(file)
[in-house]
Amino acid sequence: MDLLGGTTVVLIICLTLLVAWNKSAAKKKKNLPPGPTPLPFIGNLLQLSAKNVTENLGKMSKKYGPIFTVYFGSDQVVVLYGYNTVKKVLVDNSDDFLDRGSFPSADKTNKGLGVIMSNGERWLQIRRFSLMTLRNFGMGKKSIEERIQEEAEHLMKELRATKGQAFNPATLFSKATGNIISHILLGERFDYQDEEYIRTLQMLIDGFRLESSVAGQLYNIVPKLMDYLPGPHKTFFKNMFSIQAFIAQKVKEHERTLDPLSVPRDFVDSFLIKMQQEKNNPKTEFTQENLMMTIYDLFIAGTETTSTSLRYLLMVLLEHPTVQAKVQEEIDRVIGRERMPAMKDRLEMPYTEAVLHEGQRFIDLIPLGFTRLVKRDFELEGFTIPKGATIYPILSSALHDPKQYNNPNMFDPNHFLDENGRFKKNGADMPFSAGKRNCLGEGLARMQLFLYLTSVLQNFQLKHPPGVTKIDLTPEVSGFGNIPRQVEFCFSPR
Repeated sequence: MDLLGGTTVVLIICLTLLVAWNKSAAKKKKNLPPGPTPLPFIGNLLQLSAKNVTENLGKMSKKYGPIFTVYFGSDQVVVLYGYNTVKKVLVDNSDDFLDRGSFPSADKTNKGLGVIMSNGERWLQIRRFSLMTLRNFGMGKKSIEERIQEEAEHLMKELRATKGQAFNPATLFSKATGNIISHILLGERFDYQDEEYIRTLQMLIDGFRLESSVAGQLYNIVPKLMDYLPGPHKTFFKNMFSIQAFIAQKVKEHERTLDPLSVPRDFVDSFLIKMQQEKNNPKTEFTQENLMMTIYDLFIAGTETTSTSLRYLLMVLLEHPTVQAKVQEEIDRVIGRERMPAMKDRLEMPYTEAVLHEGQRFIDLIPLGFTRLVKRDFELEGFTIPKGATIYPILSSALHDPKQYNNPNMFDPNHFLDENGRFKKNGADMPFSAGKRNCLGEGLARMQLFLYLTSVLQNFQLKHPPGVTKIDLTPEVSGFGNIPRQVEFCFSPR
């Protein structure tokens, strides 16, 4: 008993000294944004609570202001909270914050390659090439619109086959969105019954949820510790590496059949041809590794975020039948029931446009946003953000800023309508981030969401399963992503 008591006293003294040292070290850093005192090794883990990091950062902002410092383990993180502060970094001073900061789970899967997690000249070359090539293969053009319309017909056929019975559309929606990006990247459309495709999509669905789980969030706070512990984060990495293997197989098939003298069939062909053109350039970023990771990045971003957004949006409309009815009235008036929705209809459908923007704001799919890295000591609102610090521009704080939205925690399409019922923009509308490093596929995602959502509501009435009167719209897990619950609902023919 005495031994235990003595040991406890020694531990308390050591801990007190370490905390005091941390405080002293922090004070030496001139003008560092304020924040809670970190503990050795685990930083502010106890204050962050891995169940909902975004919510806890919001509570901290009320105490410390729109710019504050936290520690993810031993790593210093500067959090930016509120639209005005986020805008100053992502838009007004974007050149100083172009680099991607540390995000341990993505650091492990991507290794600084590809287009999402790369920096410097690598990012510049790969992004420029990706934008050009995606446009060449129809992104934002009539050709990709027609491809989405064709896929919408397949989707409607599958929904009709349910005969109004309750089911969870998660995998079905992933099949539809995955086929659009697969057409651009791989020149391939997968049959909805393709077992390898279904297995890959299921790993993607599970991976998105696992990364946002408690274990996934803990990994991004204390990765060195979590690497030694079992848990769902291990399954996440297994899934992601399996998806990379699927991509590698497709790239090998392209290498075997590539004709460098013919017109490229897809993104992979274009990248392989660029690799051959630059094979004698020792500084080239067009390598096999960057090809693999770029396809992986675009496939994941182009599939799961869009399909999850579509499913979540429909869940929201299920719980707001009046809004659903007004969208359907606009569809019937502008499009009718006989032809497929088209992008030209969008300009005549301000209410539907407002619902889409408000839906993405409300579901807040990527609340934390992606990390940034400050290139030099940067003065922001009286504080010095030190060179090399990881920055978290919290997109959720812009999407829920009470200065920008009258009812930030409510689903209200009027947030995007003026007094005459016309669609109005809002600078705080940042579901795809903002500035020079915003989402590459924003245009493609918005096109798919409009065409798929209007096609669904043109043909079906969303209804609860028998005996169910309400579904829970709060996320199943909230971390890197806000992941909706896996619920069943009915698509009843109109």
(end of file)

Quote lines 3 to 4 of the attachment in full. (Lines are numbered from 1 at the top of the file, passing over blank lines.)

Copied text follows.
Repeated sequence: MDLLGGTTVVLIICLTLLVAWNKSAAKKKKNLPPGPTPLPFIGNLLQLSAKNVTENLGKMSKKYGPIFTVYFGSDQVVVLYGYNTVKKVLVDNSDDFLDRGSFPSADKTNKGLGVIMSNGERWLQIRRFSLMTLRNFGMGKKSIEERIQEEAEHLMKELRATKGQAFNPATLFSKATGNIISHILLGERFDYQDEEYIRTLQMLIDGFRLESSVAGQLYNIVPKLMDYLPGPHKTFFKNMFSIQAFIAQKVKEHERTLDPLSVPRDFVDSFLIKMQQEKNNPKTEFTQENLMMTIYDLFIAGTETTSTSLRYLLMVLLEHPTVQAKVQEEIDRVIGRERMPAMKDRLEMPYTEAVLHEGQRFIDLIPLGFTRLVKRDFELEGFTIPKGATIYPILSSALHDPKQYNNPNMFDPNHFLDENGRFKKNGADMPFSAGKRNCLGEGLARMQLFLYLTSVLQNFQLKHPPGVTKIDLTPEVSGFGNIPRQVEFCFSPR
């Protein structure tokens, strides 16, 4: 008993000294944004609570202001909270914050390659090439619109086959969105019954949820510790590496059949041809590794975020039948029931446009946003953000800023309508981030969401399963992503 008591006293003294040292070290850093005192090794883990990091950062902002410092383990993180502060970094001073900061789970899967997690000249070359090539293969053009319309017909056929019975559309929606990006990247459309495709999509669905789980969030706070512990984060990495293997197989098939003298069939062909053109350039970023990771990045971003957004949006409309009815009235008036929705209809459908923007704001799919890295000591609102610090521009704080939205925690399409019922923009509308490093596929995602959502509501009435009167719209897990619950609902023919 005495031994235990003595040991406890020694531990308390050591801990007190370490905390005091941390405080002293922090004070030496001139003008560092304020924040809670970190503990050795685990930083502010106890204050962050891995169940909902975004919510806890919001509570901290009320105490410390729109710019504050936290520690993810031993790593210093500067959090930016509120639209005005986020805008100053992502838009007004974007050149100083172009680099991607540390995000341990993505650091492990991507290794600084590809287009999402790369920096410097690598990012510049790969992004420029990706934008050009995606446009060449129809992104934002009539050709990709027609491809989405064709896929919408397949989707409607599958929904009709349910005969109004309750089911969870998660995998079905992933099949539809995955086929659009697969057409651009791989020149391939997968049959909805393709077992390898279904297995890959299921790993993607599970991976998105696992990364946002408690274990996934803990990994991004204390990765060195979590690497030694079992848990769902291990399954996440297994899934992601399996998806990379699927991509590698497709790239090998392209290498075997590539004709460098013919017109490229897809993104992979274009990248392989660029690799051959630059094979004698020792500084080239067009390598096999960057090809693999770029396809992986675009496939994941182009599939799961869009399909999850579509499913979540429909869940929201299920719980707001009046809004659903007004969208359907606009569809019937502008499009009718006989032809497929088209992008030209969008300009005549301000209410539907407002619902889409408000839906993405409300579901807040990527609340934390992606990390940034400050290139030099940067003065922001009286504080010095030190060179090399990881920055978290919290997109959720812009999407829920009470200065920008009258009812930030409510689903209200009027947030995007003026007094005459016309669609109005809002600078705080940042579901795809903002500035020079915003989402590459924003245009493609918005096109798919409009065409798929209007096609669904043109043909079906969303209804609860028998005996169910309400579904829970709060996320199943909230971390890197806000992941909706896996619920069943009915698509009843109109």